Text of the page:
Cisco Blogs

Cisco EnergyWise – An Overview from the Developers

- February 7, 2009 - 2 Comments

There has been a core team of, well…energy savvy (sorry but just couldn’t do the pun again) engineers here at Cisco that have brought EnergyWise to fruition. As a company we’ve been approaching Green across many fronts including reducing our own carbon footprint as a user, developing virtualization and collaboration technologies and investing in Advanced (professional) Services to aid in the deployment of energy efficiency initiatives. To date all of our approaches have been dependent on measuring and analyzing Wattage and the C02 that correlates. For example, I might tell you that you can anticipate a 10-20% improvement in operative efficiency by embracing Cisco technologies across your enterprise but I have always had to rely on best estimates for an actual ROI.Cisco EnergyWise has fundamentally changed that approach. Now, rather than approach a particular project with a theoretical efficiency benchmark we can opt to instrument an operation to get real figures and in real time. Because of the way some equipment reports there will still be some minor mathematical normalization needed to account for the variance between nameplate and nominal draw. However, this is a fairly easy correction as the rule of thumb from the facilities world is to simply take 30% of the top of any nameplate figure. We’ve also developed a Product Efficiency Calculator as part of the Efficiency Assurance Program to simplify this process for any Cisco equipment. Whatever tools you use the process is fairly straightforward, you must first establish benchmarks before you can estimate the value that a particular vendor provided Green solution might bring.With the process of monetizing Green considered, EnergyWise is the keystone of our approach in that it not only aids in providing an upfront benchmark through discovery and measurement but sets the foundation for real time, enterprise-wide energy management. Since this intelligence resides within the network you can now get away from being locked into a silo’d approach to energy management, using a proprietary approach that only looks at a single class of equipment. This basically opens up your IT organization and specifically your Network Managers to start delivering Energy as a service.Matt Laherty took EnergyWise from a POE feature set in its initial inception to a full blown energy management solution for the entire enterprise. This is a great video run through of the thinking behind this approach. As you will see Matt isn’t just looking at the consumption side of things but also points out how our approach marries up well with a Smart Grid world. This provides a great “big picture” run through of EnergyWise.In addition to Matt’s overview we’ve also had some fun implementing EnergWise in our own labs and our Network Engineers for the first time are experiencing the power of what I like to call a “God-App” in that you can now control energy at scale. I think you can tell by the smiles that John, Tirth and crew have had fun implementing and testing this solution. We highly advise being careful about the power tricks you might play with coworkers – confined to lab environments = ).Now that the core code is done we are working in earnest to streamline our interface, integrate Richards-Zeta mediation and extend the EnergyWise code to the many applicable Cisco products in our portfolio. As Matt mentions in his video we are also working with large large utility providers to ensure EnergyWise is conversant, nae fluent with the Smart Grid. Hopefully this shows the writing on the wall of where energy and Green IT are heading in the very near future.I personally am very excited about seeing IT provide the first major breakthrough in broadly monetizing the value of Green from an energy standpoint. As this gets adopted and improved based on customer feedback I think we will see some major changes in not just how people manage the business but in how people use IT. Imagine if we can make it transparent to the average surfer the environmental impacts of their web activity? How would that change your internet behavior?Food for thought, thanks for reading.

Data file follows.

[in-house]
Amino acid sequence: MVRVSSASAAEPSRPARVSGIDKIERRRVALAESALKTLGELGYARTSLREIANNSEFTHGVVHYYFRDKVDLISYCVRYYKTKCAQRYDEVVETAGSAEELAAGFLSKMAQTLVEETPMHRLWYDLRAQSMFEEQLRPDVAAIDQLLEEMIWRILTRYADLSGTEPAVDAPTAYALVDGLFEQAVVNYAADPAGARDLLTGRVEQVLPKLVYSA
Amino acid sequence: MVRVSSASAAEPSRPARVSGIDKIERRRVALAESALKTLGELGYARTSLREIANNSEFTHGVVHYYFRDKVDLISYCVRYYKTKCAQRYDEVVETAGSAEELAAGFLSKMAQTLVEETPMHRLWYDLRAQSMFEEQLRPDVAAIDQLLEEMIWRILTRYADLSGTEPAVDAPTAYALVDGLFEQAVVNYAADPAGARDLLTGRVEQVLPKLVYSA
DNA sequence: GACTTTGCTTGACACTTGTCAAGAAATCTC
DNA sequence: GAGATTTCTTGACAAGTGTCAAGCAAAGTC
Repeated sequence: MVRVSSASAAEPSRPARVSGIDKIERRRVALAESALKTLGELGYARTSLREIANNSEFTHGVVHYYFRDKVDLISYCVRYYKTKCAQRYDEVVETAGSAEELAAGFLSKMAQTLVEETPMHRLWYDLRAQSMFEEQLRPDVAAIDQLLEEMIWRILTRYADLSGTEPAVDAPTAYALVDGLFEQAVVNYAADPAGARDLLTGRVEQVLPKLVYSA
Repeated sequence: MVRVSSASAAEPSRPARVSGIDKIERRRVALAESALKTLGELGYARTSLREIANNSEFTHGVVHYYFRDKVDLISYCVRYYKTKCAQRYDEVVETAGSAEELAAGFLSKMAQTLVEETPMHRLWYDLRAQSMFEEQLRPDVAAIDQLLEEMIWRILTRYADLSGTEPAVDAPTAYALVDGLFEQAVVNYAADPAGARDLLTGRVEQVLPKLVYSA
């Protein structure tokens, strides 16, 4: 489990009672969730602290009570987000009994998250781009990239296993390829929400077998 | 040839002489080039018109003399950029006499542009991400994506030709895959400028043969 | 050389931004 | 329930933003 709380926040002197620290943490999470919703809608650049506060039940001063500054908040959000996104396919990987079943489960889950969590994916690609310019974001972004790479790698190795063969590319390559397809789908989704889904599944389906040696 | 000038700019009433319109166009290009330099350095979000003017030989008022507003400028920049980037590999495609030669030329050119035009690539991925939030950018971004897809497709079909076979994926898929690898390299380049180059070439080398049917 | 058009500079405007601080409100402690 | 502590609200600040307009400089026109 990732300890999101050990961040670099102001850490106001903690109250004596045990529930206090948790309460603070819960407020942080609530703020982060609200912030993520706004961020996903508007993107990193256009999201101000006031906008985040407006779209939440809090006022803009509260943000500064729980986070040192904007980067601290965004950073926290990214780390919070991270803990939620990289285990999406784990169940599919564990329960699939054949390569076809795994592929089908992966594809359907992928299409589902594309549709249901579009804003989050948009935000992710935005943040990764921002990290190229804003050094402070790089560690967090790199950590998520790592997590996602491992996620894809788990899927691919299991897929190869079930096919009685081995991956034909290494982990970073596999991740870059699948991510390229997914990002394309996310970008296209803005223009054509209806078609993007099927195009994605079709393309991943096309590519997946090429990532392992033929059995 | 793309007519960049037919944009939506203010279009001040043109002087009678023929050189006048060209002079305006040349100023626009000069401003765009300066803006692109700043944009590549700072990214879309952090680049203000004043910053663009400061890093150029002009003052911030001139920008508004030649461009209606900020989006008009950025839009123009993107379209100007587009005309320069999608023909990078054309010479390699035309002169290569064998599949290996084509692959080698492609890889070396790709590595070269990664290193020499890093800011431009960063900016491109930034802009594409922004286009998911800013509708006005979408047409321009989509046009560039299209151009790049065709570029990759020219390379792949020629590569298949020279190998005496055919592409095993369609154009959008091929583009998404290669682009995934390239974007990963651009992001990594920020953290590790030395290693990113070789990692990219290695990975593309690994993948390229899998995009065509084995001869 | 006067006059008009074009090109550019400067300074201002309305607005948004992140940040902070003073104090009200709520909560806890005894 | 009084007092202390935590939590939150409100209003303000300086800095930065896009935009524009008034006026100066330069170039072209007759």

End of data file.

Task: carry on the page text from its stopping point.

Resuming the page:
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  1. This comment is a little off topic but it still is representative of the stupid attitude towards going green. If I order a license key for something like an IOS upgrade for a router, or extra Call-Manager license, then Cisco will ship me a sealed envelope with the serial number on the outside. Inside will be a sheet of four-color printed paper with no purpose at all. All I need is the serial number. So Cisco must print, package, store and then finally ship thousands of envelopes that people read a single number off and then throw away. Think of the wasted resources, energy and effort that go into this. Obviously this could be emailed to me or retrieved from a website. It should never have to exist in anything other than an electronic form. If Cisco tackled this kind of idiocy then I would be less skeptical of their green initiatives.

  2. Hi Gavin,Sorry to hear you are skeptical and in the spirit of maintaining a positive mindset, let me say we are working on it. We have a several teams across Cisco all working on different elements of Green. Product distribution, supply chain and product take back all under review. As you can imagine with roughly 70,000 SKU's that Cisco maintains, this takes time. I've forwarded your comment to our product distribution and packaging team.Hopefully this packaging issue doesn't distract you from the potential active energy management can bring. This really is a big deal and has broad reaching implications.Lets keep positive about getting Green and pick our battles with the right prioritization.Thanks.